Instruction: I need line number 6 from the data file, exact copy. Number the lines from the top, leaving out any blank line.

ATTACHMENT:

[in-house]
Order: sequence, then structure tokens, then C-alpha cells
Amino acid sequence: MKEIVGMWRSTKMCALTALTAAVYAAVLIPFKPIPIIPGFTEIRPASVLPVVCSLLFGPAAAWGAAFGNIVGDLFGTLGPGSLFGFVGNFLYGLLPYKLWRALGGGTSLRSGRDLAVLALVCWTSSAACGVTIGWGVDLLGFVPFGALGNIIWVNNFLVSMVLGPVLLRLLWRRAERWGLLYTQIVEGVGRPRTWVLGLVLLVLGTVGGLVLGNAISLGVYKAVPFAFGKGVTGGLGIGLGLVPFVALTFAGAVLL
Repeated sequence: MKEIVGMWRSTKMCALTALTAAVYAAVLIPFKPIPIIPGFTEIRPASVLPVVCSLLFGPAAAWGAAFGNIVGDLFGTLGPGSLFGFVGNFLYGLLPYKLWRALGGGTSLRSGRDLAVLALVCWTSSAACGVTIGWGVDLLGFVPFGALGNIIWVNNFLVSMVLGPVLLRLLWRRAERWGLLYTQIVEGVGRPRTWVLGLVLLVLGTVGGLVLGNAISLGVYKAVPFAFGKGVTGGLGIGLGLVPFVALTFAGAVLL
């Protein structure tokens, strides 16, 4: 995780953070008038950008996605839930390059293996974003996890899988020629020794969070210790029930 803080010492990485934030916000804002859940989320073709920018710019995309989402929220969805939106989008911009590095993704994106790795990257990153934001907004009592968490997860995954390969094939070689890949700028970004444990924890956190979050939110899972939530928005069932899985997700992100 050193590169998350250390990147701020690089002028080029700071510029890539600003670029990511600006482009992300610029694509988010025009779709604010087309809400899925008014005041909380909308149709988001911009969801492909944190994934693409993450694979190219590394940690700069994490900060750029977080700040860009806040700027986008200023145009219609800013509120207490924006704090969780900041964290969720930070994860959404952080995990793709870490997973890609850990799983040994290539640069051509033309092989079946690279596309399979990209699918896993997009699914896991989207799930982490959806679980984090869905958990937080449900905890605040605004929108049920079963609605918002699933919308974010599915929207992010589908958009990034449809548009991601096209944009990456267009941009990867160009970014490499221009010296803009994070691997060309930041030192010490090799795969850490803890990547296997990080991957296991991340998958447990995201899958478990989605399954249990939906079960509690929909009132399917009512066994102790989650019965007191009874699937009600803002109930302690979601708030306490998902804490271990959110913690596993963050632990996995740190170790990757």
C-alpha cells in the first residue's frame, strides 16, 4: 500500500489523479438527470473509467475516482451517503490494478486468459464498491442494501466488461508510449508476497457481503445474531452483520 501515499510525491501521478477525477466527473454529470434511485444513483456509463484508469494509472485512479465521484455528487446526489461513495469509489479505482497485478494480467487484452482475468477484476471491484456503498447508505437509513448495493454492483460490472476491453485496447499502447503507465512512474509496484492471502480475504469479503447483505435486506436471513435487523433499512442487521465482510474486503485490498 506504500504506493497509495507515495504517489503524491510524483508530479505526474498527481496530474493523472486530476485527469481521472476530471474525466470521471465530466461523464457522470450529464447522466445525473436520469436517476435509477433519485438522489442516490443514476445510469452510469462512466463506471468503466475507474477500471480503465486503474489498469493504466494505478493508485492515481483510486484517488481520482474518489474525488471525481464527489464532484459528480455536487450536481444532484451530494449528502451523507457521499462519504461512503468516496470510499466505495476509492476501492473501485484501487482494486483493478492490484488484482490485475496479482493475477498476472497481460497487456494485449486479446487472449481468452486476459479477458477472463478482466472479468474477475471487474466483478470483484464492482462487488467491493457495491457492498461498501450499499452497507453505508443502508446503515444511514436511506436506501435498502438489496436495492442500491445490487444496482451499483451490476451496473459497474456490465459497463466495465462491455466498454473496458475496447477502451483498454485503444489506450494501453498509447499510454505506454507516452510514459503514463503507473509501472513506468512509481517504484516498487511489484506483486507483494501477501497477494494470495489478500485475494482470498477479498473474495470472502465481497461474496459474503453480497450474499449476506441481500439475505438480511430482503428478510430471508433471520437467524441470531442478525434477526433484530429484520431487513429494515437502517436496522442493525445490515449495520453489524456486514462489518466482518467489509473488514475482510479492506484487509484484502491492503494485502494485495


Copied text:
C-alpha cells in the first residue's frame, strides 16, 4: 500500500489523479438527470473509467475516482451517503490494478486468459464498491442494501466488461508510449508476497457481503445474531452483520 501515499510525491501521478477525477466527473454529470434511485444513483456509463484508469494509472485512479465521484455528487446526489461513495469509489479505482497485478494480467487484452482475468477484476471491484456503498447508505437509513448495493454492483460490472476491453485496447499502447503507465512512474509496484492471502480475504469479503447483505435486506436471513435487523433499512442487521465482510474486503485490498 506504500504506493497509495507515495504517489503524491510524483508530479505526474498527481496530474493523472486530476485527469481521472476530471474525466470521471465530466461523464457522470450529464447522466445525473436520469436517476435509477433519485438522489442516490443514476445510469452510469462512466463506471468503466475507474477500471480503465486503474489498469493504466494505478493508485492515481483510486484517488481520482474518489474525488471525481464527489464532484459528480455536487450536481444532484451530494449528502451523507457521499462519504461512503468516496470510499466505495476509492476501492473501485484501487482494486483493478492490484488484482490485475496479482493475477498476472497481460497487456494485449486479446487472449481468452486476459479477458477472463478482466472479468474477475471487474466483478470483484464492482462487488467491493457495491457492498461498501450499499452497507453505508443502508446503515444511514436511506436506501435498502438489496436495492442500491445490487444496482451499483451490476451496473459497474456490465459497463466495465462491455466498454473496458475496447477502451483498454485503444489506450494501453498509447499510454505506454507516452510514459503514463503507473509501472513506468512509481517504484516498487511489484506483486507483494501477501497477494494470495489478500485475494482470498477479498473474495470472502465481497461474496459474503453480497450474499449476506441481500439475505438480511430482503428478510430471508433471520437467524441470531442478525434477526433484530429484520431487513429494515437502517436496522442493525445490515449495520453489524456486514462489518466482518467489509473488514475482510479492506484487509484484502491492503494485502494485495